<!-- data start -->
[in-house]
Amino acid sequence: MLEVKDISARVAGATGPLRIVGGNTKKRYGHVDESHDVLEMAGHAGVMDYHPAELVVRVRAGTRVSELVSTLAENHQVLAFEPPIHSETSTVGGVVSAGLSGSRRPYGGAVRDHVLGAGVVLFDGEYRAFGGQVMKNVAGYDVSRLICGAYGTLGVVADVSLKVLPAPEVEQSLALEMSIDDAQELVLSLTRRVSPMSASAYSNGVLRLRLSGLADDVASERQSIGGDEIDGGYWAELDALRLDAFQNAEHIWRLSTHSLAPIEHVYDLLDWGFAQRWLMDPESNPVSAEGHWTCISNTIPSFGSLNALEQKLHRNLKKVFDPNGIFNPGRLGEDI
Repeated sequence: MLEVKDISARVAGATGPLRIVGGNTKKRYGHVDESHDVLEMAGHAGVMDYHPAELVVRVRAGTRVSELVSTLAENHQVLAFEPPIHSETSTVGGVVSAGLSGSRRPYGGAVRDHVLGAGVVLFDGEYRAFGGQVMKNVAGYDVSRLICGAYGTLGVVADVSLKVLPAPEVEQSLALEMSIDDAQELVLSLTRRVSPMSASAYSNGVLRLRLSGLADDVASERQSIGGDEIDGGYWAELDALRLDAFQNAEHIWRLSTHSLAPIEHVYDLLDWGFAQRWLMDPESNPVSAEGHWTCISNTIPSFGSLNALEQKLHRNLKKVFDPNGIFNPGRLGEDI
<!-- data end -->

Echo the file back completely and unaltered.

[in-house]
Amino acid sequence: MLEVKDISARVAGATGPLRIVGGNTKKRYGHVDESHDVLEMAGHAGVMDYHPAELVVRVRAGTRVSELVSTLAENHQVLAFEPPIHSETSTVGGVVSAGLSGSRRPYGGAVRDHVLGAGVVLFDGEYRAFGGQVMKNVAGYDVSRLICGAYGTLGVVADVSLKVLPAPEVEQSLALEMSIDDAQELVLSLTRRVSPMSASAYSNGVLRLRLSGLADDVASERQSIGGDEIDGGYWAELDALRLDAFQNAEHIWRLSTHSLAPIEHVYDLLDWGFAQRWLMDPESNPVSAEGHWTCISNTIPSFGSLNALEQKLHRNLKKVFDPNGIFNPGRLGEDI
Repeated sequence: MLEVKDISARVAGATGPLRIVGGNTKKRYGHVDESHDVLEMAGHAGVMDYHPAELVVRVRAGTRVSELVSTLAENHQVLAFEPPIHSETSTVGGVVSAGLSGSRRPYGGAVRDHVLGAGVVLFDGEYRAFGGQVMKNVAGYDVSRLICGAYGTLGVVADVSLKVLPAPEVEQSLALEMSIDDAQELVLSLTRRVSPMSASAYSNGVLRLRLSGLADDVASERQSIGGDEIDGGYWAELDALRLDAFQNAEHIWRLSTHSLAPIEHVYDLLDWGFAQRWLMDPESNPVSAEGHWTCISNTIPSFGSLNALEQKLHRNLKKVFDPNGIFNPGRLGEDI